Sonia October 1, 2011 at 9:26 PM

No I won't be watching either. I watched a few episodes and these woman have to buy a ton of the same product to get all that off. I have one other person that I live with and I don't need 20 packs of the same item. I see this show just for people with kids and doesn't apply to me. That might be wrong, but I clip what I can and leave it at that.

Hollywood will always make it seem like just about anyone can do what you see on TV. What they don't see is the editing and the promotional credits given to make it seem just that easy.

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Shawanda October 2, 2011 at 2:27 PM

I have a hard time couponing to save a few cents on a single product. I tend to focus on the higher value stuff. For instance, a three month prescription of one of the brand name drugs I use costs me $40. I got a $50 coupon from my doctor and got my prescription free. A coupon like that is worth obtaining and using.

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Doctor Stock October 2, 2011 at 2:07 AM

I've never seen the show… sorry. What's the picture there?

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Shawanda October 2, 2011 at 2:24 PM

That's a photo of one of the extreme couponers stockpile. There's food everywhere. That picture doesn't capture another closet full of cookies, candy bars, and other junk food.

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Laughwithusblog October 2, 2011 at 4:04 PM

Nope, but then again I never have! :)

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Shawanda October 3, 2011 at 12:21 AM

The only thing you're missing is a whole lot of crazy.

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kim October 2, 2011 at 4:50 PM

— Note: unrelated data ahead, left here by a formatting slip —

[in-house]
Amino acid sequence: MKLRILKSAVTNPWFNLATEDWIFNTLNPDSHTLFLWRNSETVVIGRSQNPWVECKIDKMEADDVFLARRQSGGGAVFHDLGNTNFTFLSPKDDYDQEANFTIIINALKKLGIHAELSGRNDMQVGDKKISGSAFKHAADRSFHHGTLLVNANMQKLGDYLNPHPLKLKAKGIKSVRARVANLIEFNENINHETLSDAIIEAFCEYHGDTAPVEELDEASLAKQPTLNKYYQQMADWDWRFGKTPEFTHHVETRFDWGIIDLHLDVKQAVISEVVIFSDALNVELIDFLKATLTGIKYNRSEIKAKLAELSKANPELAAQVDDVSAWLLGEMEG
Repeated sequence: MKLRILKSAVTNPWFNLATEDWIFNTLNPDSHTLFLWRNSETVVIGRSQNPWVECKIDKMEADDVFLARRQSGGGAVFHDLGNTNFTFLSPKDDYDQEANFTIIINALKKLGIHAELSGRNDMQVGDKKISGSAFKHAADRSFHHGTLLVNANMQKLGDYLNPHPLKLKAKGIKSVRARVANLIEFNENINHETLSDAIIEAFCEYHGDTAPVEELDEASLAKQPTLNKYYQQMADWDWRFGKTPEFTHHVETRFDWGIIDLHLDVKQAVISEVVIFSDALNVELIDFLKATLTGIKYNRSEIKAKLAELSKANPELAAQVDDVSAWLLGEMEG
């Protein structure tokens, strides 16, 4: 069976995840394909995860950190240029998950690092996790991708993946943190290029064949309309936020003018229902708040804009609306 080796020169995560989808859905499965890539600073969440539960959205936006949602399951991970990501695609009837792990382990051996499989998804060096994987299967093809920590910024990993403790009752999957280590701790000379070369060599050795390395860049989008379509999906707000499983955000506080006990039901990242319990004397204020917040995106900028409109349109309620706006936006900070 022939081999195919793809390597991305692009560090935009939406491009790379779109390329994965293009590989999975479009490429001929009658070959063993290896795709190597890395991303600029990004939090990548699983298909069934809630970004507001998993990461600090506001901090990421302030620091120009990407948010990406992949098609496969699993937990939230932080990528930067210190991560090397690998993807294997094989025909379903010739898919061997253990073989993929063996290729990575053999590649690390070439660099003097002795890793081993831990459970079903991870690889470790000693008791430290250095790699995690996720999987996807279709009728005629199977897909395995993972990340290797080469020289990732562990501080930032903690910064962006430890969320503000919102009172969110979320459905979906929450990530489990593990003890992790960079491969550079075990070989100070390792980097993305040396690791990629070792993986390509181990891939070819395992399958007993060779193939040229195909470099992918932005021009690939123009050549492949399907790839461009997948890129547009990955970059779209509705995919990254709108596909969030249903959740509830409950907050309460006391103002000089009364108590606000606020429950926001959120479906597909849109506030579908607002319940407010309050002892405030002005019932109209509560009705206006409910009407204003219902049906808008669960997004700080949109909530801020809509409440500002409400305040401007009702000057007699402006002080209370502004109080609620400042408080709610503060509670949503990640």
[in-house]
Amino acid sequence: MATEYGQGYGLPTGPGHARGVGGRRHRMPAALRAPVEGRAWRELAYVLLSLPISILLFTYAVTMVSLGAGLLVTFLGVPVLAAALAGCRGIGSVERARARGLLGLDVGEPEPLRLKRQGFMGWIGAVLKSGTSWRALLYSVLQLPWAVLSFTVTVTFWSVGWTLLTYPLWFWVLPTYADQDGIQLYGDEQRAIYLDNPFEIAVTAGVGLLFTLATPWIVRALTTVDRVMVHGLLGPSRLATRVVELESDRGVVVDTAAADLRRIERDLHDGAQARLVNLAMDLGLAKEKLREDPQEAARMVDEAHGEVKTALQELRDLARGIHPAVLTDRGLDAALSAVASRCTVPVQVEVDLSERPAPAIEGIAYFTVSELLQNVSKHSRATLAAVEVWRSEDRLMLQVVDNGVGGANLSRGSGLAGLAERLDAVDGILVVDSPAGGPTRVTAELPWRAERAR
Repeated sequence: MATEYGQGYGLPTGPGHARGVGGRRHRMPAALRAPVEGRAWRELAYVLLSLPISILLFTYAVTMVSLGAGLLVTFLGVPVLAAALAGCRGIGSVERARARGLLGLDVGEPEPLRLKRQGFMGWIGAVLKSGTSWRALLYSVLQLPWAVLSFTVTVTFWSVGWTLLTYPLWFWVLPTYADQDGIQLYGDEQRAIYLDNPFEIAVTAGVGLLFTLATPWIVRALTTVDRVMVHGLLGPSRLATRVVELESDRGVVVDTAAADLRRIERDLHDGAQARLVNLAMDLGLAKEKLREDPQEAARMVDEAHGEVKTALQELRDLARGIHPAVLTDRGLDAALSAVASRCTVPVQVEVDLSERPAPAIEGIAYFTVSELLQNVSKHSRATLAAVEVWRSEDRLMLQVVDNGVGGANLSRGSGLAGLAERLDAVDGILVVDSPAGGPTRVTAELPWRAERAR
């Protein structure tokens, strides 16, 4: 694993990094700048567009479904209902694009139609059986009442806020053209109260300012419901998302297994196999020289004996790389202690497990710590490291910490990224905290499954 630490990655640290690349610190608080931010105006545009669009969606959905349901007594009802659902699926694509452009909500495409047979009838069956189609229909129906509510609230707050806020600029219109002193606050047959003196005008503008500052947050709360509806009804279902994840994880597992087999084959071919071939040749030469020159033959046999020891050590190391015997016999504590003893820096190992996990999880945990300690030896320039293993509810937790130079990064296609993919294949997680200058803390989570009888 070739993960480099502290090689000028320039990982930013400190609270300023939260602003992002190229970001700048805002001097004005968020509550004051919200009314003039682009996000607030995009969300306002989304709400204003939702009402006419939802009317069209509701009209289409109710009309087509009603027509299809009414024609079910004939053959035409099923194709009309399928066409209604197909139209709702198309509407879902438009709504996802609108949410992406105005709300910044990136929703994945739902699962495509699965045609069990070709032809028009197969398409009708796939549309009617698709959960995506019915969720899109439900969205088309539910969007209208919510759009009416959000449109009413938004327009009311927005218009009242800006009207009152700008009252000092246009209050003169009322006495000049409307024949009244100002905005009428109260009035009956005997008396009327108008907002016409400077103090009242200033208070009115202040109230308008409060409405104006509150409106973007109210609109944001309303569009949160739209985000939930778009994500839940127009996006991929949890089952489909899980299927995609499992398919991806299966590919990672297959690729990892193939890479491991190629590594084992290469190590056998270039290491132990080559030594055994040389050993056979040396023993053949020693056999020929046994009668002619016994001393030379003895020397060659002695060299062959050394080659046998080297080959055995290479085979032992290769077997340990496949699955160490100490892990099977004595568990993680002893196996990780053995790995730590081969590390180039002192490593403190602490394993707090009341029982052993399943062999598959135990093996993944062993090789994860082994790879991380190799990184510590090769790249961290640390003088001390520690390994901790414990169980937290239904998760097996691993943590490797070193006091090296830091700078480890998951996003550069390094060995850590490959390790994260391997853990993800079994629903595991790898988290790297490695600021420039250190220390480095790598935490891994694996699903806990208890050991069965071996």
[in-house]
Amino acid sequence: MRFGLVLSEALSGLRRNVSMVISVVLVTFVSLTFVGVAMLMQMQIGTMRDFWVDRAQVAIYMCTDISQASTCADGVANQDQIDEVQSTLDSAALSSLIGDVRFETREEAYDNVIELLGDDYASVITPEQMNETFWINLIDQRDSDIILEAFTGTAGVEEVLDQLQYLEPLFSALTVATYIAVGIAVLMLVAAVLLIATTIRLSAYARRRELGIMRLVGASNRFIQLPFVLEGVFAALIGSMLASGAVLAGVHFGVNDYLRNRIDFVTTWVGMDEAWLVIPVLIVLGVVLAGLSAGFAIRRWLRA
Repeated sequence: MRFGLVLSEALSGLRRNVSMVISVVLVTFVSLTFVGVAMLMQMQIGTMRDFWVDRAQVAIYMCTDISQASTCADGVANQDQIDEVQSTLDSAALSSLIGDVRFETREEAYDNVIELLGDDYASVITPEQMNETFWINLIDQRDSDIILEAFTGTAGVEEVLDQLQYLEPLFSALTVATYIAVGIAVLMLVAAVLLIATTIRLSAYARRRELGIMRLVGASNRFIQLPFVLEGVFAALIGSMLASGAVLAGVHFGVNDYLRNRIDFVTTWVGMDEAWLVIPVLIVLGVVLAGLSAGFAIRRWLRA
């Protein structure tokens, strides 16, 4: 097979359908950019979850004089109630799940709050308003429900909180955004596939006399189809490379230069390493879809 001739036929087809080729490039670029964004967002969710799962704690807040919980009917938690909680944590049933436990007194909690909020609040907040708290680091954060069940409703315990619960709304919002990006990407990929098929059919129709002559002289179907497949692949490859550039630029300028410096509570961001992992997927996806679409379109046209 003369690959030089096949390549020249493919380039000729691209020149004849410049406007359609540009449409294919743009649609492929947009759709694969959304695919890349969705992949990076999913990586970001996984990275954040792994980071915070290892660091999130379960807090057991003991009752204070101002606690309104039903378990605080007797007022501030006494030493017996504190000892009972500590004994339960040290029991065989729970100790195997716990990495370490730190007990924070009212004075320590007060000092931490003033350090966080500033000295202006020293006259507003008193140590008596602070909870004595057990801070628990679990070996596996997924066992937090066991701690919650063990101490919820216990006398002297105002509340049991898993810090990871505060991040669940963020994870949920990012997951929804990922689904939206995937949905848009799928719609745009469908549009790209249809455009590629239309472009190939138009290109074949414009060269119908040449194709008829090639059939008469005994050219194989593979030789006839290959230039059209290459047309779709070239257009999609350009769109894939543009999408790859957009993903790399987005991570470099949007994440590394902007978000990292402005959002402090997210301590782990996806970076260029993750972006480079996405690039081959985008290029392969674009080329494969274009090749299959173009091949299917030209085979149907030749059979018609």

Miss – for the couponing fraud involved (one was charged with making false coupons), and it's not useful to me because most coupons are for junk. To me junk is almost everything boxed except cereal & pasta. There are some useful ones – toiletries, canned food, cereal, pasta, bread. But usually there are no produce or meat coupons!

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Shawanda October 3, 2011 at 12:20 AM

Coupon fraud? That's insane!

You can find coupons for healthy foods (I wrote a blog post about it), it just takes a heck of a lot more work to do it. Maybe more coupons are available for junk food because the margins are higher.

Recently, I bought a $20 Whole Foods voucher for $10 from Living Social. I'm going to use it to stock up on chicken wings and chicken thighs. I find that Whole Foods' prices for these items are comparable to those of non-specialty grocery stores.

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Shaquetta February 3, 2012 at 4:09 PM

YESSSSSS I've thought the same thing…..this mess looks like Hoarders. Why do you need 47 mustards and 102 boxes of cat litter when you have not one cat?

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Terri July 4, 2012 at 11:20 AM

Some of those items have an expiration date as well. What a waste!
Great article! I didn’t know that the store waived their coupon rule for the show. The show made me feel a bit guilty for not being as thrifty, but you have shown that it’s unrealistic anyway! Thanks :-)